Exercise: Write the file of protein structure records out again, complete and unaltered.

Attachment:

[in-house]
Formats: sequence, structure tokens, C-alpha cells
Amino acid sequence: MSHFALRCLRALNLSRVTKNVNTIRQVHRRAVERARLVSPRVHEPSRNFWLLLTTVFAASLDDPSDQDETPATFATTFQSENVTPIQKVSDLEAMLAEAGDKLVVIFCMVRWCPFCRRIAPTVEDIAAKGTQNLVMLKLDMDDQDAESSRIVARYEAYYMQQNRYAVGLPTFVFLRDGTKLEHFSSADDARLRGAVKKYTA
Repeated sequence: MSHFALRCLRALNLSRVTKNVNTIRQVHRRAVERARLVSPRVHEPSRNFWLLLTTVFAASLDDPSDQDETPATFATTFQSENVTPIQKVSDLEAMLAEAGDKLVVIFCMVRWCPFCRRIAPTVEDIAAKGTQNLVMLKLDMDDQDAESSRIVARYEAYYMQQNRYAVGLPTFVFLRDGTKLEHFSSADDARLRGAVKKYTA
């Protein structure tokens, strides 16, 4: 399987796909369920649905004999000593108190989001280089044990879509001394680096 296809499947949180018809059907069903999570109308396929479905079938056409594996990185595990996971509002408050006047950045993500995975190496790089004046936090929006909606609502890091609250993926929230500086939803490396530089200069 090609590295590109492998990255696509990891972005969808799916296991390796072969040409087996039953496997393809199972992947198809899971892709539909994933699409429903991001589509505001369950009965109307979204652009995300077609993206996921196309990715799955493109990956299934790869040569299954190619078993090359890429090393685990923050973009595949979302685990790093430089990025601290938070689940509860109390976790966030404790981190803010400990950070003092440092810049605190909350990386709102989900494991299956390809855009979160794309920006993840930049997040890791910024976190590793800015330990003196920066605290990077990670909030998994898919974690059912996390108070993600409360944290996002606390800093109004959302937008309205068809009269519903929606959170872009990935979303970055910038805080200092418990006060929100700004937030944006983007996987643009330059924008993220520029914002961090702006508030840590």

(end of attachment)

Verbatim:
[in-house]
Formats: sequence, structure tokens, C-alpha cells
Amino acid sequence: MSHFALRCLRALNLSRVTKNVNTIRQVHRRAVERARLVSPRVHEPSRNFWLLLTTVFAASLDDPSDQDETPATFATTFQSENVTPIQKVSDLEAMLAEAGDKLVVIFCMVRWCPFCRRIAPTVEDIAAKGTQNLVMLKLDMDDQDAESSRIVARYEAYYMQQNRYAVGLPTFVFLRDGTKLEHFSSADDARLRGAVKKYTA
Repeated sequence: MSHFALRCLRALNLSRVTKNVNTIRQVHRRAVERARLVSPRVHEPSRNFWLLLTTVFAASLDDPSDQDETPATFATTFQSENVTPIQKVSDLEAMLAEAGDKLVVIFCMVRWCPFCRRIAPTVEDIAAKGTQNLVMLKLDMDDQDAESSRIVARYEAYYMQQNRYAVGLPTFVFLRDGTKLEHFSSADDARLRGAVKKYTA
């Protein structure tokens, strides 16, 4: 399987796909369920649905004999000593108190989001280089044990879509001394680096 296809499947949180018809059907069903999570109308396929479905079938056409594996990185595990996971509002408050006047950045993500995975190496790089004046936090929006909606609502890091609250993926929230500086939803490396530089200069 090609590295590109492998990255696509990891972005969808799916296991390796072969040409087996039953496997393809199972992947198809899971892709539909994933699409429903991001589509505001369950009965109307979204652009995300077609993206996921196309990715799955493109990956299934790869040569299954190619078993090359890429090393685990923050973009595949979302685990790093430089990025601290938070689940509860109390976790966030404790981190803010400990950070003092440092810049605190909350990386709102989900494991299956390809855009979160794309920006993840930049997040890791910024976190590793800015330990003196920066605290990077990670909030998994898919974690059912996390108070993600409360944290996002606390800093109004959302937008309205068809009269519903929606959170872009990935979303970055910038805080200092418990006060929100700004937030944006983007996987643009330059924008993220520029914002961090702006508030840590």